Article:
Feds shift DNSChanger cut-off deadline to July
Extra month granted to clean up infected gear
The FBI's DNSChanger deadline extension has been approved by a US Federal Court, buying infected punters more time to clean up their systems.
The move means that machines riddled with the Trojan will still be able to use temporary DNS servers to resolve internet addresses until 9 July. Before the order was granted, infected machines would not have been able to surf the web or handle email properly after 8 March, the previous expiry date of the safety net.
Deployed initially by cyber-crooks, DNSChanger screwed with domain name system (DNS) settings to direct surfers to rogue servers - which hijacked web searches and redirected victims to dodgy websites as part of a long-running click-fraud and scareware distribution scam.
The FBI stepped in and dismantled the botnet's command-and-control infrastructure back in November, as part of Operation GhostClick.
To keep nobbled computers working properly, legitimate servers were set up by the Feds to replace the rogue DNS servers, under the authority of a temporary court order that has now been extended. But this effort did nothing by itself to clean up infected machines.
As many as four million computers were infected at the peak of the botnet's activity.
An updated study by security firm Internet Identity revealed that there has been a "dramatic decrease" in the number of Fortune 500 companies and US federal agencies with DNSChanger on their networks.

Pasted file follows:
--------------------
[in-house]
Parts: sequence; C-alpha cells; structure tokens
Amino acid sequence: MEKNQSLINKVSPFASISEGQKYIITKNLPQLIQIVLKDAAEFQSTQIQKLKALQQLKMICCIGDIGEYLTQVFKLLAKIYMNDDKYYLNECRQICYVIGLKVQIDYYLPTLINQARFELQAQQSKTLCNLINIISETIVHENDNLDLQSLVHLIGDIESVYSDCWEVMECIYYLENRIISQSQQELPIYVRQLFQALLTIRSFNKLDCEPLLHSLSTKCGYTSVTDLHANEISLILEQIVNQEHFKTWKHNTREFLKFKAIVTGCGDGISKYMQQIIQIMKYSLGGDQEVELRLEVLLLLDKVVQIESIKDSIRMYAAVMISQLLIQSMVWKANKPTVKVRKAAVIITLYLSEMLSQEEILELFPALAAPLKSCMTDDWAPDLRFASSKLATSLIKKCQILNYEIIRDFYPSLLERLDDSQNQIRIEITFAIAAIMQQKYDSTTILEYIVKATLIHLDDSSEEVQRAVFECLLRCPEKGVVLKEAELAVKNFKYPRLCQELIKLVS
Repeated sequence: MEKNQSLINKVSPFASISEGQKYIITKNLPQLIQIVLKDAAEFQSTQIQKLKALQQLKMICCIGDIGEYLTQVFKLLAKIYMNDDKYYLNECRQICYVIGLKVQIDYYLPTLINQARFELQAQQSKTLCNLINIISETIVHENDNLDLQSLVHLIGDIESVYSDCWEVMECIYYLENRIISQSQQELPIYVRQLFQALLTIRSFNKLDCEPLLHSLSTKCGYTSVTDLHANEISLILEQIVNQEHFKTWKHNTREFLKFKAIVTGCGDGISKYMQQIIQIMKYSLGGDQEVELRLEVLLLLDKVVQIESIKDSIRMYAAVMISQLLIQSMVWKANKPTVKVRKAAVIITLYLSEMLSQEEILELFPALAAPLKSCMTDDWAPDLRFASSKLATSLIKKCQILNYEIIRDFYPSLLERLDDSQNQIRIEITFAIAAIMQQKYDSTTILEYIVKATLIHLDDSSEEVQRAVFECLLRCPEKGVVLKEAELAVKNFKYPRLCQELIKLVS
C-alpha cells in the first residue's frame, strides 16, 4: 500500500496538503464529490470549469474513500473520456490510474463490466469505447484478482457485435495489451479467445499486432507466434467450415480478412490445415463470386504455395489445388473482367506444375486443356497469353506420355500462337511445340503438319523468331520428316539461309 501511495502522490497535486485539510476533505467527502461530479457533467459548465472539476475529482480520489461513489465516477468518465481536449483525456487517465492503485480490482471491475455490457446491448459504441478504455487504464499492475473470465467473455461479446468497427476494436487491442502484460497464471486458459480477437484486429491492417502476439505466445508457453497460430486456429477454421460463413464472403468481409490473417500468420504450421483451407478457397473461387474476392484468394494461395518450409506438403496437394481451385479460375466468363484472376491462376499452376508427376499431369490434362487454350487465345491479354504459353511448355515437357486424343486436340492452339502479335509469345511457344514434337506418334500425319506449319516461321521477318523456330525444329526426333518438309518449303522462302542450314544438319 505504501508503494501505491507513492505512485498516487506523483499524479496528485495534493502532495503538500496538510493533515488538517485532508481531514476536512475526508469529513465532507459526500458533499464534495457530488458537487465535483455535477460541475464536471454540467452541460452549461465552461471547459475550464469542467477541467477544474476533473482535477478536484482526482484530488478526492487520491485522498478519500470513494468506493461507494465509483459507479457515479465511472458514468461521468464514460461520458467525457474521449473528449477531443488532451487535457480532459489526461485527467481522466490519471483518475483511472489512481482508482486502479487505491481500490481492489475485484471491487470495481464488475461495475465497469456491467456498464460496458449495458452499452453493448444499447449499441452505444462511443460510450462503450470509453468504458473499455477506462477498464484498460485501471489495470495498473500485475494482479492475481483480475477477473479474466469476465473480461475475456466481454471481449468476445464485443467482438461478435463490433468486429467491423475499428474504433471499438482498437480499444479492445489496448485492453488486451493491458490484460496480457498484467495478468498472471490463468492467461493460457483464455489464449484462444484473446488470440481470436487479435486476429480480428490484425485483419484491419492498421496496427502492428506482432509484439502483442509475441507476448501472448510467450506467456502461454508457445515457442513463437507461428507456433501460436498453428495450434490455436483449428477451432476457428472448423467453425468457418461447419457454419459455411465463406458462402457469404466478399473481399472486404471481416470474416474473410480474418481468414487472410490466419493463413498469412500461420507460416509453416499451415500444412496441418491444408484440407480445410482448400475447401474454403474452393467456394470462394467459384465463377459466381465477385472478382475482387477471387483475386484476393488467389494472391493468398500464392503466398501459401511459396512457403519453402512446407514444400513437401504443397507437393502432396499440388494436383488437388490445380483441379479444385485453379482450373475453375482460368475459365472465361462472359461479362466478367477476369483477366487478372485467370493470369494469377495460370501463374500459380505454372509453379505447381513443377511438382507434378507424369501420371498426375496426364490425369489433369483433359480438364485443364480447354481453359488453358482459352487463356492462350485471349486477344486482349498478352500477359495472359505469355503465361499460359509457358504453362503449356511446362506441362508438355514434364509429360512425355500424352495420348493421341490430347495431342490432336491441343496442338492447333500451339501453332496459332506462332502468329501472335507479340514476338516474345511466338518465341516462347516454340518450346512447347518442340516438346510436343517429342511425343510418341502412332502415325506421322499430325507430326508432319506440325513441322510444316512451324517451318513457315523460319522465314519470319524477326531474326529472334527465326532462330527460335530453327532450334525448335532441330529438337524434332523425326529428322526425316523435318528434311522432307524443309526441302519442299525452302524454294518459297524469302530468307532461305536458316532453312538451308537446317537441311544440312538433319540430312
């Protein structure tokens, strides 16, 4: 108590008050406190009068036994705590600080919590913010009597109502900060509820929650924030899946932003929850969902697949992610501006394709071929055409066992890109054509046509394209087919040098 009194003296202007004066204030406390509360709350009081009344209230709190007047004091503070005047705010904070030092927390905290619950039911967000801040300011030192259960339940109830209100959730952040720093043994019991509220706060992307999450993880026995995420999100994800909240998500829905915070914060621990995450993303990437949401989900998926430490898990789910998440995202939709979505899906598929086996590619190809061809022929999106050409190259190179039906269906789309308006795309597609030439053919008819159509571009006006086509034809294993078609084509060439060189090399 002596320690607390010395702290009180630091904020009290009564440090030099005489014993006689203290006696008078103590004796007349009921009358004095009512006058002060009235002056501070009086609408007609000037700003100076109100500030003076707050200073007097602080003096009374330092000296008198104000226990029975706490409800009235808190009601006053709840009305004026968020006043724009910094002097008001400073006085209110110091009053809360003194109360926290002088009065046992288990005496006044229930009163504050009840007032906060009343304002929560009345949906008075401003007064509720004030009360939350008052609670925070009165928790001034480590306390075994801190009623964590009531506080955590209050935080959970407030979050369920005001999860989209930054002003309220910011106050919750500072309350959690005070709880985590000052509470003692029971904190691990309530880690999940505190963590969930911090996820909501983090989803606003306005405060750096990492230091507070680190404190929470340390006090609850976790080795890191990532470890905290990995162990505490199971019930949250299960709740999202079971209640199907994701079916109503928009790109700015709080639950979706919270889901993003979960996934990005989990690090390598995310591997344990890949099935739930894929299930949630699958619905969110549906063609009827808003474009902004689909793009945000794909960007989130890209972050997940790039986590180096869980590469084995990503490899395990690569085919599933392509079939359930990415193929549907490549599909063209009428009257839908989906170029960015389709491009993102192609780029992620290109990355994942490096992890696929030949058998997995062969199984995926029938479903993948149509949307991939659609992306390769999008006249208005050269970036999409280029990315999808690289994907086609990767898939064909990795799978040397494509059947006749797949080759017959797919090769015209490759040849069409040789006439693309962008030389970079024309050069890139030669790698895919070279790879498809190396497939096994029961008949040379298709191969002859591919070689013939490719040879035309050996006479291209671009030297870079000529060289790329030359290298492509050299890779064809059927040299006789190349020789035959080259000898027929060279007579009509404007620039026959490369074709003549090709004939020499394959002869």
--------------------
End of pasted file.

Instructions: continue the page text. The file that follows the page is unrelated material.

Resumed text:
IID found at least 94 of all Fortune 500 companies and three out of 55 major government entities had at least one computer or router that was infected with DNSChanger as of 23 February, 2012. This is a sharp drop from the 250 out of 500 Fortune 500 companies found to be infected a few weeks prior to its latest survey – providing evidence that the clean-up operation has finally clicked into gear.
More information on how to clean up infected machines, and other resources, can be found on the DNS Changer Working Group website here. ®
I agree that the idea of setting up the server, while easy to justify by saying "we are just trying to help", does lead to a lot of very bad questions. Perhaps the DNS should just always point to a single site that says "you got pwned, clean up your system".
That would probably do a much better job of making people clean up systems.
Judge is a fool
The court(s) involved did not adequately scrutinize the evidence brought before the court.
The FBI is not in the business of repairing services for many companies, they are in the business of gathering evidence. Now the FBI owns a bunch of DNS servers that other people and companies are using, and were using because it did NOT belong to the feds, or because a bot changed their DNS without their knowledge.
Now, the FBI can monitor any connection that uses those DNS addresses, and do so without any additional warrant. Either the judge let them do that intentionally, in which case, that judge(s) are simply accessories to gangster like activities, including racketearing, collusion, and conspiracy, or the judge was a fool.
AC: Good call, because you really want to encourage the habit in users of following the instructions of a website that says your computer is infected with a virus.